yes, from time to time, an effort is made to more closely tie the look or a story line in the comics with something going on in one of the larger media projects.
    yes, Marvel comics editorial "answers" to the higher-ups at Disney.


    then thing that has mostly killed comics sales is the Direct Market system of distribution and the ridiculous cover prices which are geared to adult buyers are are still in the fandom out of nostalgia rather than pure fun. The nostalgia engine approach locks out new and younger readers which is what has led to the decline in that quarter and the overall decline in sales.

    People on the executive side- those outside the actual making and publishing of the actual comics- like the DM model because it gives them the control all bean counters desire over every market and, as it does in every market, that control is the same that any murderer has when strangling his victim to death.

    but

    no, they do not dictate the stories themselves.
    no, they do not consider the comics an "IP farm." They already own enough material (as well as the Ultraverse, Shadowline, Malibu, New Universe, and Crossgen, etc.) that, if they stopped publishing comics tomorrow, they'd have a century of IP to mine for tv, movies and video games. at least.

    while there are occasional homages to iconic shots, unless you're Zach Snyder or Robert Rodriguez, comics books are absolutely not storyboards for the films and TV shows.

    while many comics writers DO move to TV and/or film, it is, by no means some sort of automatic or even direct pipeline for that sort of career shift. More often than not the comics writers are NOT tapped to have any influence whatsoever over the film and TV versions of the product. Close to zero times.

    it's easy to be cynical about all this but, honestly, people don't get into comics because they think of it as a stepping stone to movies and tv (and they'd be idiots if they did). They get into comics because they love comics. That's the truth and probably always will be.
    Last edited by Redjack; 02-23-2020 at 10:57 PM.

  6. #6
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    It's not a knock on the writers. I don't think anyone is insinuating that comic book writers approach any of the stories they write primarily thinking "how can I make this into a movie?" Nor do I think anyone is saying that comic book writers' work is unimportant. However, it is one of the reasons that Disney and WB see Marvel and DC as profitable and/or important. Disney and WB view them to an extent as little laboratories where writers can tell new stories with established characters that, maybe at some point down the line, can be adapted into films. Those films then go on to make billions, which is much more than the comics sales make.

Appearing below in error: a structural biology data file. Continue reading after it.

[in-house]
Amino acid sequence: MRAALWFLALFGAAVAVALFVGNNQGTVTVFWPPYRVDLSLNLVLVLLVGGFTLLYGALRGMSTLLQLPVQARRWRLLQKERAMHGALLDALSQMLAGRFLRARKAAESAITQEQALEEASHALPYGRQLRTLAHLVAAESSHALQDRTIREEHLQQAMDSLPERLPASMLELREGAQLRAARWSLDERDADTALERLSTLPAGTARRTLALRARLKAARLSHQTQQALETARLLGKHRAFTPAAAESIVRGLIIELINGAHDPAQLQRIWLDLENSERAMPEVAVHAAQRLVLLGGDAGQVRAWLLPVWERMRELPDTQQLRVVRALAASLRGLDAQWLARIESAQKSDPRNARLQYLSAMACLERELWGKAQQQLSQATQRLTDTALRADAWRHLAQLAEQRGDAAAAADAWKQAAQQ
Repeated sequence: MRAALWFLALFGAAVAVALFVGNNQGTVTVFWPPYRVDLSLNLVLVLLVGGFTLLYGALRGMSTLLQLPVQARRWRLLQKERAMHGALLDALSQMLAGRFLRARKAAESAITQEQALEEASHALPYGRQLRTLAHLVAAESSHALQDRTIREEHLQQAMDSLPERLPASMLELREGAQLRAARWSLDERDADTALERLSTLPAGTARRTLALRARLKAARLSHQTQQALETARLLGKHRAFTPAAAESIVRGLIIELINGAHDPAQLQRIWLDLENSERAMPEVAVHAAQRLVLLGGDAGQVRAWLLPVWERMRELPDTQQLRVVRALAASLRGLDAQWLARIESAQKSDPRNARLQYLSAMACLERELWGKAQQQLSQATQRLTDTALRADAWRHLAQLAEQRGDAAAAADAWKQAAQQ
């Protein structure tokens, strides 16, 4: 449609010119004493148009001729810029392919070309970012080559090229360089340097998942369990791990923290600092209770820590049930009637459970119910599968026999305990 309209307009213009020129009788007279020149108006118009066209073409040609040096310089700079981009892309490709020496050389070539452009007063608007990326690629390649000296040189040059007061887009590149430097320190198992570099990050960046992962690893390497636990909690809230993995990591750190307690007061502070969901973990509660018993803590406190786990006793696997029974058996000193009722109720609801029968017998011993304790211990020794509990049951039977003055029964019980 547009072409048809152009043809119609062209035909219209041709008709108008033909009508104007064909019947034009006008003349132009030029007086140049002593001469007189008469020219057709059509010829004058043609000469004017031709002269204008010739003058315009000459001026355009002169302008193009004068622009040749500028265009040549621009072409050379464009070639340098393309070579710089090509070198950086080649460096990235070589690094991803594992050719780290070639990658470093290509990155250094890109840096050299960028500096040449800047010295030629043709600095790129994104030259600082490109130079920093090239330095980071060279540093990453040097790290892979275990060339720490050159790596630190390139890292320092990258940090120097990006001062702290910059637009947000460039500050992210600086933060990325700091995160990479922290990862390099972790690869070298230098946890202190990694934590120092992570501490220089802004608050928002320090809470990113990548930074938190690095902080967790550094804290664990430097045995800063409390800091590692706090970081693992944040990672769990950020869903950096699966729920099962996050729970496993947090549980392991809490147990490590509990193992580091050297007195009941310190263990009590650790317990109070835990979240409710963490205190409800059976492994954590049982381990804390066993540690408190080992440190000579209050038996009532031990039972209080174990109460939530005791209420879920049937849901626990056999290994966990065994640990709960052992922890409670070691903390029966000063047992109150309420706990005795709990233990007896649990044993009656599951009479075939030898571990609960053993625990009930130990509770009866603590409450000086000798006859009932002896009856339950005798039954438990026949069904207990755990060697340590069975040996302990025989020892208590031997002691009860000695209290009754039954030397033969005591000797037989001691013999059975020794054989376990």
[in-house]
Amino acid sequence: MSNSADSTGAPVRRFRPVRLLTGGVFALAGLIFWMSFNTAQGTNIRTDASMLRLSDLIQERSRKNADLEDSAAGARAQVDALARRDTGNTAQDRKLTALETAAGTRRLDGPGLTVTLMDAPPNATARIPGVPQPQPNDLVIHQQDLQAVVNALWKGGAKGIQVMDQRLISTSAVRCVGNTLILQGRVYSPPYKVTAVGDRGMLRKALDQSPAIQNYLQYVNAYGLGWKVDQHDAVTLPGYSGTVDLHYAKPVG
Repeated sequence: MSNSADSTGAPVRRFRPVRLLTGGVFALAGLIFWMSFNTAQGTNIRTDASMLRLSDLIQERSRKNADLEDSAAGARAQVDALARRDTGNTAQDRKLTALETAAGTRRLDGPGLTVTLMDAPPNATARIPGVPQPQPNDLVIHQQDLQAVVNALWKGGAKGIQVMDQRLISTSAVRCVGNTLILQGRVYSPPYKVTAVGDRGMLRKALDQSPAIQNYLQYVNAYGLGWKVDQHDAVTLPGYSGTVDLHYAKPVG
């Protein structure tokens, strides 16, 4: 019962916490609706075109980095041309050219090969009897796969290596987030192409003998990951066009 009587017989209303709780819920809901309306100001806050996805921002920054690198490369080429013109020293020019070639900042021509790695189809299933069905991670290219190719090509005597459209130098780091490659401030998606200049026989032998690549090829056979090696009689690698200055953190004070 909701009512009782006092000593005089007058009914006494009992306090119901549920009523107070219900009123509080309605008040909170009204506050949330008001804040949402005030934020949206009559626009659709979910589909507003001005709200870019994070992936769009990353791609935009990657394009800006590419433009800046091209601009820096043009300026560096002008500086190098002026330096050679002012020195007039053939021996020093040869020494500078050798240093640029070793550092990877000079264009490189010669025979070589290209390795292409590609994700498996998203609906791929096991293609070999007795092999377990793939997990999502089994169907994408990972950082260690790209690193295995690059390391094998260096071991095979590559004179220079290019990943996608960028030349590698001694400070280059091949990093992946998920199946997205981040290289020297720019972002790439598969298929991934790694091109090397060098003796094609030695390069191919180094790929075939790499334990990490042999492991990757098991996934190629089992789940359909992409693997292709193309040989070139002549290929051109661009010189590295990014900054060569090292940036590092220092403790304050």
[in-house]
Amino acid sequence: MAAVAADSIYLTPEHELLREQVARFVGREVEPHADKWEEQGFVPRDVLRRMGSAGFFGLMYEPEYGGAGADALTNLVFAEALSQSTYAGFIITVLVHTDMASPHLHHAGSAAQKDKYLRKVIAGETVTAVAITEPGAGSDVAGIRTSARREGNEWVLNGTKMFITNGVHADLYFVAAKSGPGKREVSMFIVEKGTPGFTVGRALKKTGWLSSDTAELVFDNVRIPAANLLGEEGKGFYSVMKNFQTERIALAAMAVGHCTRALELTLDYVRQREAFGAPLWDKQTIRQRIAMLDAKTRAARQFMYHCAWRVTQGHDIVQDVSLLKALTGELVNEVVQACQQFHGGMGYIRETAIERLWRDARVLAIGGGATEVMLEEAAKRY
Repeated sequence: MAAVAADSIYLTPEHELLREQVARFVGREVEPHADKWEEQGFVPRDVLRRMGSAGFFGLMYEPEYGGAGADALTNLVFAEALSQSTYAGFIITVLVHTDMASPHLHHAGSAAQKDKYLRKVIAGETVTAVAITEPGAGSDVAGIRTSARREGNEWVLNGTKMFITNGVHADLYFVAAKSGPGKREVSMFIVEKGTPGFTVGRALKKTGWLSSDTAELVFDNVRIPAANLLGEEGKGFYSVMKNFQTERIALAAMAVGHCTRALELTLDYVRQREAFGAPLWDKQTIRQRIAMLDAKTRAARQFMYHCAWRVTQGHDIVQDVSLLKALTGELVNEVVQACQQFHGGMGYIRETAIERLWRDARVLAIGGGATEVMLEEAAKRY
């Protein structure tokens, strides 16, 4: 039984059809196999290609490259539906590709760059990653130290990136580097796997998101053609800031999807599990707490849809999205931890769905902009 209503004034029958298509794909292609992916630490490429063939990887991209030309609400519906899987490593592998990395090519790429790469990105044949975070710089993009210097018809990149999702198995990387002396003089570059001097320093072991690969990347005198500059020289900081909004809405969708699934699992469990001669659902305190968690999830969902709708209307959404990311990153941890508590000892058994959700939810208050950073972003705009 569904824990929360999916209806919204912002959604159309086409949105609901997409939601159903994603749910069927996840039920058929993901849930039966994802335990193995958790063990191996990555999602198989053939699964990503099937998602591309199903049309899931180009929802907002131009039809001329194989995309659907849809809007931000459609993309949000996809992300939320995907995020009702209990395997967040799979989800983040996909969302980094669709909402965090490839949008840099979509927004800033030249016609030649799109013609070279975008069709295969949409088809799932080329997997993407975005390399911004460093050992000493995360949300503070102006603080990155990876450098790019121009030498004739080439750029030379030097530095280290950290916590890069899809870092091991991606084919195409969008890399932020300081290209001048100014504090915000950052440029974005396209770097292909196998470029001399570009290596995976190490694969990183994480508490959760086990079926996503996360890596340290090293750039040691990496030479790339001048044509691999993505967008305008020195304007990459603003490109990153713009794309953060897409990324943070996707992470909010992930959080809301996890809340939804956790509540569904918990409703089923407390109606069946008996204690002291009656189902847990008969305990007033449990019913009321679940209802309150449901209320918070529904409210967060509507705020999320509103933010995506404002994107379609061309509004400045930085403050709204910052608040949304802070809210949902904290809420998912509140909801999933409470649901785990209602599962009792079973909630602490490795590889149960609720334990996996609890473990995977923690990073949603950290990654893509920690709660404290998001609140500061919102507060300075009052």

At the same time, the comic book writers' jobs are to craft compelling tales that we, the fans, will love. Sometimes, that means that the story is chosen down the line to be adapted for a blockbuster movie, but in that moment, the writer should only be thinking "what should happen next for this story?" That's what makes for classic comic book tales.

  7. #7
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    Quote Originally Posted by Redjack View Post
    as is often the case with outsiders, a lot of incorrect conclusions are drawn from limited data about how this all works.

    yes, Disney owns Marvel and, thus, the various TMs and IPs created as work-for-hire by Marvel.
    yes, from time to time, an effort is made to more closely tie the look or a story line in the comics with something going on in one of the larger media projects.
    yes, Marvel comics editorial "answers" to the higher-ups at Disney.


    then thing that has mostly killed comics sales is the Direct Market system of distribution and the ridiculous cover prices which are geared to adult buyers are are still in the fandom out of nostalgia rather than pure fun. The nostalgia engine approach locks out new and younger readers which is what has led to the decline in that quarter and the overall decline in sales.

    People on the executive side- those outside the actual making and publishing of the actual comics- like the DM model because it gives them the control all bean counters desire over every market and, as it does in every market, that control is the same that any murderer has when strangling his victim to death.

    but

    no, they do not dictate the stories themselves.
    no, they do not consider the comics an "IP farm." They already own enough material (as well as the Ultraverse, Shadowline, Malibu, New Universe, and Crossgen, etc.) that, if they stopped publishing comics tomorrow, they'd have a century of IP to mine for tv, movies and video games. at least.